7 Ways to Recommit to Your Financial Resolutions Today

Did you set a New Year’s resolution? How’s it going for you so far?

If you have already fallen off the bandwagon, you’re not alone. In fact, 80 percent of New Year’s resolution fail by February.

But, what if there was a way to revive your resolve and recommit to your financial goals in a way that increased your chances of success? What if we told you that we had a few ways to help you achieve your money goals?

You’re in luck. Keep reading to learn our top seven tips for creating a brand new financial blueprint for the rest of your year.

Make Sure Your Resolutions Are Personal To You

Sometimes we choose certain financial resolutions simply because they look good on paper. But it’s hard to have ownership over your goals if you aren’t personally motivated by them. So, before you recommit to your financial resolutions, first double check that they make sense for you and that they reflect the needs of your future self.

In other words, revisit your “why.” Do you want to have enough money for a downpayment on your first home in eight years? Do you want to save money to create a work optional lifestyle for yourself 10 years down the road?

If you find that you need to get rid of some of your original resolutions, that’s okay. The point is: Be true to yourself during this process of introspection.

Choose Monthly Resolutions Instead of Annual Ones

Trying to do too much all at once is a common reason why so many New Year’s resolutions fail. Instead, focusing on small wins month to month makes it easier to stick to your plan. This way you’ll also gain the motivation you need to keep going and create lasting financial habits.

In addition to setting monthly financial goals, I have also found that creating monthly “financial willpower challenges” has been an effective way to work my way up to accomplishing even bigger goals. Your monthly resolutions could look something like this for the next few months of the year:

  • March – cut out unchecked expenses
  • April – switch to a new bank
  • May – ask for a raise
  • June – find a new side hustle

Write Down Your Action Steps

Kumiko Love, an accredited financial counselor and founder of The Budget Mom, says that “a goal will not become a reality until you create action steps on how you’re going to get there.” In other words, you have to plan in order to make your dreams a reality.

Last year, Love’s biggest financial resolution was to get out of debt, and she achieved this in eight  short months. Her action steps were as follows:

  • Step 1: Pay off student loans 
  • Highest interest first
  • $500 a month using income from side hustle
  • Step 2: Tackle car loan next
  • $1,000 per month using income side hustle

As a rule of thumb, the more granular the action steps, the more likely you are to follow through on them.

Get Some Better Visual Aids

If tracking your progress with a boring old spreadsheet isn’t getting you fired up about creating better financial habits, then it may be time to try something new. Mint is one of several apps that uses graphs and charts. This helps you see how much money is coming in, how much is being spent and how much goes into savings each week. Once you set specific goals within the app, you can easily see how close you are to your goals – with the touch of a button.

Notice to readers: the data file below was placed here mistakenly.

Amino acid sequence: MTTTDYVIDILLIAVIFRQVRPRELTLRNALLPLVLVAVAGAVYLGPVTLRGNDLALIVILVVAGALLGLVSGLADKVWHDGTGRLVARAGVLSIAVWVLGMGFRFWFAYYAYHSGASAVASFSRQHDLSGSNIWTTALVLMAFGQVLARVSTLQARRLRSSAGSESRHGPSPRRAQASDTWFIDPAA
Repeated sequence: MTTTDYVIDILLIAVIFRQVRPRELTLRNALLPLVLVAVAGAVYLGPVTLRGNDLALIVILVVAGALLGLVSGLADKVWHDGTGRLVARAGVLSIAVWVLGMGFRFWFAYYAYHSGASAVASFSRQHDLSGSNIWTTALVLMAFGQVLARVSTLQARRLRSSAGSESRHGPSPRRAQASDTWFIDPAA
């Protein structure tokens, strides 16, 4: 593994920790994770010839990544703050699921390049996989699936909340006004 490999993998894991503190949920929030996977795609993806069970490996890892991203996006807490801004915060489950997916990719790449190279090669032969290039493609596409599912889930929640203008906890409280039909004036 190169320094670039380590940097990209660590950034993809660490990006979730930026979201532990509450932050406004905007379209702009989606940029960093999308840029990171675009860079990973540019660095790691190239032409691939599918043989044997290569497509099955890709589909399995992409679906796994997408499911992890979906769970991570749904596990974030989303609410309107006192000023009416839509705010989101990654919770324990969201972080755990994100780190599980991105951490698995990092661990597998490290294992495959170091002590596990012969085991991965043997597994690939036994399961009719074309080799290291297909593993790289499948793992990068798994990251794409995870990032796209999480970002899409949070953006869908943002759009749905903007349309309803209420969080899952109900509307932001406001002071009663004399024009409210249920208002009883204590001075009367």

Using a “Debt Free Chart” is another great way to keep your eye on the prize. My husband and I decided to try this approach with a printable chart created by Heidi Ifland Nash. This helped motivate us to save more money for our vacation fund this year. And so far, it’s working well. We pinned the chart to our refrigerator, and each day it serves as a constant reminder that we need to keep our eye on our savings goal. Plus, we actually enjoy coloring in the lines each time we hit a savings milestone. This helps us feel more in control of our financial future.

Build in Some Accountability

One of the best things you can do to stay on track for the remainder of the year is to develop a system of accountability for your goals. This can be done by finding an accountability buddy or creating a rewards system.

“Rewarding yourself is an important part of any financial journey. But remember that it doesn’t have to be expensive in order to be meaningful,” says Love.

A reward can be as simple as treating yourself to lunch on Fridays – if you stuck to your goal of bringing a packed lunch Monday through Thursday.

Take the Guesswork Out of Sticking to Your Financial Resolutions

One of the best ways to build healthy financial habits is to take an “out-of-sight, out-of-mind” approach. In other words, create a system that takes you out of day-to-day decisions about your finances – so that you don’t have to think about them. This method is also known as financial automation. You can’t spend money you never see, which makes automated savings one of the best ways to reach your savings goals year after year.

For instance, Chime has an excellent feature that automates 10% of your paycheck directly into your savings.

Cut Yourself Some Slack

Remember: Even when you recommit to your financial resolutions, setbacks are still likely to happen. They are a part of life and we are only human.

“Once you recognize that habits don’t change overnight, it takes the pressure off of expecting perfect results right out of the gate,” says Alli Rosenblum, founder of FinancialliFocused.com

It took Rosenblum, for example, almost five months to fully break her habit of spending $60 per month on lattes.

So, cut yourself some slack and start changing your habits now. Just think: You too can reach your money goals by hitting the reset button on your financial resolutions!

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